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One week left for House to act on unemployment extension, urge your rep to vote

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The Senate went on a two week recess on Thursday, May 22, 2014 until Thursday, June 5, 2014 putting any unemployment benefits extension in limbo and on hold while Senators enjoy the Memorial Day holiday weekend as 3.5 million long-term jobless Americans suffer with benefits that have run out or will imminently run out. At the point of their return the Emergency Unemployment Compensation (EUC) program would have been expired for over five months from Dec. 28, 2013, while the Senate passed bill the Emergency Unemployment Compensation Extension Act of 2014 would have expired on May 31, 2014 without Speaker of the House John Boehner, R-OH putting the bill to a vote in the House of Representatives. However, with a week left Americans can still encourage their Congressional representative to push the bill to a vote.

The unemployment extension bill's co-sponsors and authors Senators Jack Reed, D-RI and Dean Heller, R-NV promised in the days before the recess that the EUC program will be extended. They listed out a number of game plans, the easiest adding the bill as an amendment to a popular bipartisan bill that Republicans in the Senate and the House usually support and vote for. Among the candidates are the business tax extenders bill and the transportation bill, both which have always been renewed. Sen. Reed has already proposed adding a one year benefits extension as an amendment to the tax extenders bill.

Both bills will mostly probably be renewed even though the "S.2260 - EXPIRE Act of 2014" the tax extenders was filibustered by the Senate GOP for not being able to add amendments and President Barack Obama opposes the Senate's version of the transportation bills S.2322: MAP-21 Reauthorization Act. The opportunity has passed to add the extension to another possible bill with bipartisan support the "reauthorization of the Workforce Investment Act (PL 105-220)," which is the Senate's bi-partisan job training program and bill. The bill's sponsors Budget Chairman Patty Murray, D-WA, and Senate Health, Education, Labor and Pensions Chairman Tom Harkin, D-IA have already opposed adding the EUC extension as amendment. Republicans in the House however, have expressed interest to adding the unemployment benefits extension to their own jobs training bill, (HR 803) the Supporting Knowledge and Investing in Lifelong Skills (SKILLS) Act.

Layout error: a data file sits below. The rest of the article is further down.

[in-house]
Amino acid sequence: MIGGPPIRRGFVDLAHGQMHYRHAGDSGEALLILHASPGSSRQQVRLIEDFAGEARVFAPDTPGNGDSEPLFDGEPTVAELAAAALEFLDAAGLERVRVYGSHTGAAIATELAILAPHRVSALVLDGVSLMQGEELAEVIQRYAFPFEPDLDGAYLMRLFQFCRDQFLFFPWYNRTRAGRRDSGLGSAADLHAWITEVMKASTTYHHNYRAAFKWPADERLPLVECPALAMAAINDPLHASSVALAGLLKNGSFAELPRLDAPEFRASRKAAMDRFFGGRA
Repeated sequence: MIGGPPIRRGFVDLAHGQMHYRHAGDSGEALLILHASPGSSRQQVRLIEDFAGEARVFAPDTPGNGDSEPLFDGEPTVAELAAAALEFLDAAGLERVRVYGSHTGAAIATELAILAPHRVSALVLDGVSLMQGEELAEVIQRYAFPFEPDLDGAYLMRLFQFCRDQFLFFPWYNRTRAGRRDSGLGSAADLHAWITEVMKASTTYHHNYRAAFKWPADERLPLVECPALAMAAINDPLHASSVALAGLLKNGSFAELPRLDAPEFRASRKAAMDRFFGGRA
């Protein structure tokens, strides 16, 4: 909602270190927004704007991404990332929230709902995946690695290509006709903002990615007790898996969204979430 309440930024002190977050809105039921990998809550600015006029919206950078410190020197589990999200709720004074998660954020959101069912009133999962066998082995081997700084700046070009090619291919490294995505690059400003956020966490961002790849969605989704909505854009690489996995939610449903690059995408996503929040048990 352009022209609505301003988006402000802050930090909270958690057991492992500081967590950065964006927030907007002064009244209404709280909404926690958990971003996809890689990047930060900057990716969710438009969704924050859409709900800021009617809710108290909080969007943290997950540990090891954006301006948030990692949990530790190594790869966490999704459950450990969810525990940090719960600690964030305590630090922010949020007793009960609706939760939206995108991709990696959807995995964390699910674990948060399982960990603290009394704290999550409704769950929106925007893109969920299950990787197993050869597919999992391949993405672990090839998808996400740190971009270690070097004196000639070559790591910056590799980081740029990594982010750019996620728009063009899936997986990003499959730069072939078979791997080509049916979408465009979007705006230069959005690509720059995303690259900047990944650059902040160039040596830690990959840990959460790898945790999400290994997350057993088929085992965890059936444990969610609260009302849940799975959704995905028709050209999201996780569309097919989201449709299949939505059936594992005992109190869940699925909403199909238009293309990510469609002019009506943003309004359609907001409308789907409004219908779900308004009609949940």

And if all else fails Reed and Heller are planning to "return to the drawing board" and write a new unemployment benefits bill that would appeal to Republicans and Democrats in both houses. Both Sens. Reed and Heller have already started to work on another unemployment extension bill. Some of the bill's other Senate Republican co-sponsors are worried that as time goes further away from the program's expiration and closer to the midterm elections, the probability of passing the bill lowers. Although they ultimately hoped the House would come to their senses and in the week that is left vote on their Reed-Heller bill that passed in the Senate on April 7, and has been languishing at the House committee stage since then.